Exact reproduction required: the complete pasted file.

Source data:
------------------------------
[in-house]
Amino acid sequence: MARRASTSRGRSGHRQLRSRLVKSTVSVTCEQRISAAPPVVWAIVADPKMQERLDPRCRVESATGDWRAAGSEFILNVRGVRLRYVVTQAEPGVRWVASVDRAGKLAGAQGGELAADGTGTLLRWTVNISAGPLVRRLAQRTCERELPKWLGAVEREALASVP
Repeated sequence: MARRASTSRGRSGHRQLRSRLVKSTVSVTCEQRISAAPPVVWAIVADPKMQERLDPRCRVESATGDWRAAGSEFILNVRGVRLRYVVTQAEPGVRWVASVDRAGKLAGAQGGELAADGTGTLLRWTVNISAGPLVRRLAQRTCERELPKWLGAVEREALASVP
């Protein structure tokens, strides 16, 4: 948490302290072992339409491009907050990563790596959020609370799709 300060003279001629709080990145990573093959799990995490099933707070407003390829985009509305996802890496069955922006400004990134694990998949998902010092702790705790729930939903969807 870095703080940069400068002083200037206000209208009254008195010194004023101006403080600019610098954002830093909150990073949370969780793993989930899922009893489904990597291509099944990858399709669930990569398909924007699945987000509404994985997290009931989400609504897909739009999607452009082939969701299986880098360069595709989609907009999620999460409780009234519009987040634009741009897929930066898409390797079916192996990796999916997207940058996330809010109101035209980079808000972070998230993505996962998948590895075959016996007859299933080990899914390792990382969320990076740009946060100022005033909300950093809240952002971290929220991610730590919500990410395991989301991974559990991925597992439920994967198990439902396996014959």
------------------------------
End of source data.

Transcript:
[in-house]
Amino acid sequence: MARRASTSRGRSGHRQLRSRLVKSTVSVTCEQRISAAPPVVWAIVADPKMQERLDPRCRVESATGDWRAAGSEFILNVRGVRLRYVVTQAEPGVRWVASVDRAGKLAGAQGGELAADGTGTLLRWTVNISAGPLVRRLAQRTCERELPKWLGAVEREALASVP
Repeated sequence: MARRASTSRGRSGHRQLRSRLVKSTVSVTCEQRISAAPPVVWAIVADPKMQERLDPRCRVESATGDWRAAGSEFILNVRGVRLRYVVTQAEPGVRWVASVDRAGKLAGAQGGELAADGTGTLLRWTVNISAGPLVRRLAQRTCERELPKWLGAVEREALASVP
């Protein structure tokens, strides 16, 4: 948490302290072992339409491009907050990563790596959020609370799709 300060003279001629709080990145990573093959799990995490099933707070407003390829985009509305996802890496069955922006400004990134694990998949998902010092702790705790729930939903969807 870095703080940069400068002083200037206000209208009254008195010194004023101006403080600019610098954002830093909150990073949370969780793993989930899922009893489904990597291509099944990858399709669930990569398909924007699945987000509404994985997290009931989400609504897909739009999607452009082939969701299986880098360069595709989609907009999620999460409780009234519009987040634009741009897929930066898409390797079916192996990796999916997207940058996330809010109101035209980079808000972070998230993505996962998948590895075959016996007859299933080990899914390792990382969320990076740009946060100022005033909300950093809240952002971290929220991610730590919500990410395991989301991974559990991925597992439920994967198990439902396996014959």